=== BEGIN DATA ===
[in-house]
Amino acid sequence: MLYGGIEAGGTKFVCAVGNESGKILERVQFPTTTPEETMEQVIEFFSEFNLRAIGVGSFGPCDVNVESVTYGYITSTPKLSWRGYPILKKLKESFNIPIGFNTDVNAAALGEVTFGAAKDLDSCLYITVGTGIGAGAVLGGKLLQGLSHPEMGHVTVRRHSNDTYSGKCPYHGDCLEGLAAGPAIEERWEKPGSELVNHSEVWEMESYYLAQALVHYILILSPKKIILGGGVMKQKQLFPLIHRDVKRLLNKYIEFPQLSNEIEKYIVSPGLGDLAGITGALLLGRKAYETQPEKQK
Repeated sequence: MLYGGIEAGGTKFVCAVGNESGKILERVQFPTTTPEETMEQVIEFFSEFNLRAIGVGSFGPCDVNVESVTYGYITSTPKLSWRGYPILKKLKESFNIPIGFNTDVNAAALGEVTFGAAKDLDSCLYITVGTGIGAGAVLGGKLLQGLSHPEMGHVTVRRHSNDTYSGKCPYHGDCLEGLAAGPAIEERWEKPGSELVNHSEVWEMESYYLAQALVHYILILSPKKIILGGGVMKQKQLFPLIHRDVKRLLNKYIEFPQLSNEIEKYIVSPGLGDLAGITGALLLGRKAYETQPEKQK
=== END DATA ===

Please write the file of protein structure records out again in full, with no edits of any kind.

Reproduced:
[in-house]
Amino acid sequence: MLYGGIEAGGTKFVCAVGNESGKILERVQFPTTTPEETMEQVIEFFSEFNLRAIGVGSFGPCDVNVESVTYGYITSTPKLSWRGYPILKKLKESFNIPIGFNTDVNAAALGEVTFGAAKDLDSCLYITVGTGIGAGAVLGGKLLQGLSHPEMGHVTVRRHSNDTYSGKCPYHGDCLEGLAAGPAIEERWEKPGSELVNHSEVWEMESYYLAQALVHYILILSPKKIILGGGVMKQKQLFPLIHRDVKRLLNKYIEFPQLSNEIEKYIVSPGLGDLAGITGALLLGRKAYETQPEKQK
Repeated sequence: MLYGGIEAGGTKFVCAVGNESGKILERVQFPTTTPEETMEQVIEFFSEFNLRAIGVGSFGPCDVNVESVTYGYITSTPKLSWRGYPILKKLKESFNIPIGFNTDVNAAALGEVTFGAAKDLDSCLYITVGTGIGAGAVLGGKLLQGLSHPEMGHVTVRRHSNDTYSGKCPYHGDCLEGLAAGPAIEERWEKPGSELVNHSEVWEMESYYLAQALVHYILILSPKKIILGGGVMKQKQLFPLIHRDVKRLLNKYIEFPQLSNEIEKYIVSPGLGDLAGITGALLLGRKAYETQPEKQK